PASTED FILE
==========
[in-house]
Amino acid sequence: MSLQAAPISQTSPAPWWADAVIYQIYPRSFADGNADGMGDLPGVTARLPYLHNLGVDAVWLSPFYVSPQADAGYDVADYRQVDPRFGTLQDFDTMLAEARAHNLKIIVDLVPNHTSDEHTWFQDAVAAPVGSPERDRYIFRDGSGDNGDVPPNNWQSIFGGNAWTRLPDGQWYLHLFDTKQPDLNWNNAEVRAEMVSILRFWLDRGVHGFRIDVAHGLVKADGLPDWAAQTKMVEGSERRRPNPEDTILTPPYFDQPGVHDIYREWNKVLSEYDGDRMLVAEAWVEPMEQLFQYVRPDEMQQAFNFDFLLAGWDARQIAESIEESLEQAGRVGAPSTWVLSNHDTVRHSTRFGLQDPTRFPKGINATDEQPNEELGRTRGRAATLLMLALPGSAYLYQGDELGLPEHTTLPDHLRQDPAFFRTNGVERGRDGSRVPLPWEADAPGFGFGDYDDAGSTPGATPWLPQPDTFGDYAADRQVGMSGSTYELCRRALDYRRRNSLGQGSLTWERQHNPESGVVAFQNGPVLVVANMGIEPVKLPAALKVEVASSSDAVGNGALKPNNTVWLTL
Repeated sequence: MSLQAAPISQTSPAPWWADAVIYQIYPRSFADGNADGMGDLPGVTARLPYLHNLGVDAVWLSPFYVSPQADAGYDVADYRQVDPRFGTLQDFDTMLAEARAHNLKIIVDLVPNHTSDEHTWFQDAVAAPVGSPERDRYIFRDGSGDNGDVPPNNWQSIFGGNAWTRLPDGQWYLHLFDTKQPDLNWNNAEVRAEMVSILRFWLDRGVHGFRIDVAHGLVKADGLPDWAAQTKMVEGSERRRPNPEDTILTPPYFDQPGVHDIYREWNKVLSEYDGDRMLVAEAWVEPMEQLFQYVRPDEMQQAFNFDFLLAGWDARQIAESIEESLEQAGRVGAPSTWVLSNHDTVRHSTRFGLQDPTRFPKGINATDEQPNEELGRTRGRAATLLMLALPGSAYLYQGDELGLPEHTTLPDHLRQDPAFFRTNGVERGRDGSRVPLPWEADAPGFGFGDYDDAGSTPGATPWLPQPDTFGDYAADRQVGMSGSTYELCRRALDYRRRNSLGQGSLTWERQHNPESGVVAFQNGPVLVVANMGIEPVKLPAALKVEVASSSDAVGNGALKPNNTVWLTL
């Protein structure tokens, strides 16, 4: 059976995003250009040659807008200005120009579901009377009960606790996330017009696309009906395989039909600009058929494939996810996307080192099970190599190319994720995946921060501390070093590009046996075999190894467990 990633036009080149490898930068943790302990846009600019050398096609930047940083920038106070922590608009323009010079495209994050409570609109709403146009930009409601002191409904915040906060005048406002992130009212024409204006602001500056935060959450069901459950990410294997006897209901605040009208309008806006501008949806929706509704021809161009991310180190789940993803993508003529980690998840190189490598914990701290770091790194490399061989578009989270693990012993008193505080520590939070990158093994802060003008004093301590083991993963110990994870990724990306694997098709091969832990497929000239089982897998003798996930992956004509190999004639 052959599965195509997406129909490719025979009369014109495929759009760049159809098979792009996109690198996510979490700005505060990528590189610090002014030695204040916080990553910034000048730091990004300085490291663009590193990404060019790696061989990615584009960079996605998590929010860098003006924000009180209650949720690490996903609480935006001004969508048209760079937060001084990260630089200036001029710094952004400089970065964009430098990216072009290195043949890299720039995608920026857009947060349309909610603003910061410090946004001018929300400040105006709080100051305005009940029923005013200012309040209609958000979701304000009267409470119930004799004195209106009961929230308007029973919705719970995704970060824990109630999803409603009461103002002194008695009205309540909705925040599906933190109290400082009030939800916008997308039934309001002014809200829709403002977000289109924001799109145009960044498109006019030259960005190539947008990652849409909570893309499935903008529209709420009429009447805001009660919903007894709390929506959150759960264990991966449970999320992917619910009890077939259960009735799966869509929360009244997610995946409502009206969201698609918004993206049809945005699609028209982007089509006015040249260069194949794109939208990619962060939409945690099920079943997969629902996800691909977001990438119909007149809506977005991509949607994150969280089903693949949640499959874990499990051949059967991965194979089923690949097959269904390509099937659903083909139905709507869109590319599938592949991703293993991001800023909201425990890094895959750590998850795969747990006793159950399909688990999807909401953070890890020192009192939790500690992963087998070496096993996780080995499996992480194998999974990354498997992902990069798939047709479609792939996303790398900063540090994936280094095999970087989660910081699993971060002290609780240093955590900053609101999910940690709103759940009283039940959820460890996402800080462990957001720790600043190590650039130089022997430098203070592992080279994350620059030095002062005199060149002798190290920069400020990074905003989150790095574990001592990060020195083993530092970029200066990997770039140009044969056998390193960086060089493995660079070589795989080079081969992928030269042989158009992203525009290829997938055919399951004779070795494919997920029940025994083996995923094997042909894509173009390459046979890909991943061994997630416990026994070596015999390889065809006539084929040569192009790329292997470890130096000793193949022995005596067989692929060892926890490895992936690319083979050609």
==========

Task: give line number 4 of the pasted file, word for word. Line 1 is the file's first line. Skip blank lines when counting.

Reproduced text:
């Protein structure tokens, strides 16, 4: 059976995003250009040659807008200005120009579901009377009960606790996330017009696309009906395989039909600009058929494939996810996307080192099970190599190319994720995946921060501390070093590009046996075999190894467990 990633036009080149490898930068943790302990846009600019050398096609930047940083920038106070922590608009323009010079495209994050409570609109709403146009930009409601002191409904915040906060005048406002992130009212024409204006602001500056935060959450069901459950990410294997006897209901605040009208309008806006501008949806929706509704021809161009991310180190789940993803993508003529980690998840190189490598914990701290770091790194490399061989578009989270693990012993008193505080520590939070990158093994802060003008004093301590083991993963110990994870990724990306694997098709091969832990497929000239089982897998003798996930992956004509190999004639 052959599965195509997406129909490719025979009369014109495929759009760049159809098979792009996109690198996510979490700005505060990528590189610090002014030695204040916080990553910034000048730091990004300085490291663009590193990404060019790696061989990615584009960079996605998590929010860098003006924000009180209650949720690490996903609480935006001004969508048209760079937060001084990260630089200036001029710094952004400089970065964009430098990216072009290195043949890299720039995608920026857009947060349309909610603003910061410090946004001018929300400040105006709080100051305005009940029923005013200012309040209609958000979701304000009267409470119930004799004195209106009961929230308007029973919705719970995704970060824990109630999803409603009461103002002194008695009205309540909705925040599906933190109290400082009030939800916008997308039934309001002014809200829709403002977000289109924001799109145009960044498109006019030259960005190539947008990652849409909570893309499935903008529209709420009429009447805001009660919903007894709390929506959150759960264990991966449970999320992917619910009890077939259960009735799966869509929360009244997610995946409502009206969201698609918004993206049809945005699609028209982007089509006015040249260069194949794109939208990619962060939409945690099920079943997969629902996800691909977001990438119909007149809506977005991509949607994150969280089903693949949640499959874990499990051949059967991965194979089923690949097959269904390509099937659903083909139905709507869109590319599938592949991703293993991001800023909201425990890094895959750590998850795969747990006793159950399909688990999807909401953070890890020192009192939790500690992963087998070496096993996780080995499996992480194998999974990354498997992902990069798939047709479609792939996303790398900063540090994936280094095999970087989660910081699993971060002290609780240093955590900053609101999910940690709103759940009283039940959820460890996402800080462990957001720790600043190590650039130089022997430098203070592992080279994350620059030095002062005199060149002798190290920069400020990074905003989150790095574990001592990060020195083993530092970029200066990997770039140009044969056998390193960086060089493995660079070589795989080079081969992928030269042989158009992203525009290829997938055919399951004779070795494919997920029940025994083996995923094997042909894509173009390459046979890909991943061994997630416990026994070596015999390889065809006539084929040569192009790329292997470890130096000793193949022995005596067989692929060892926890490895992936690319083979050609």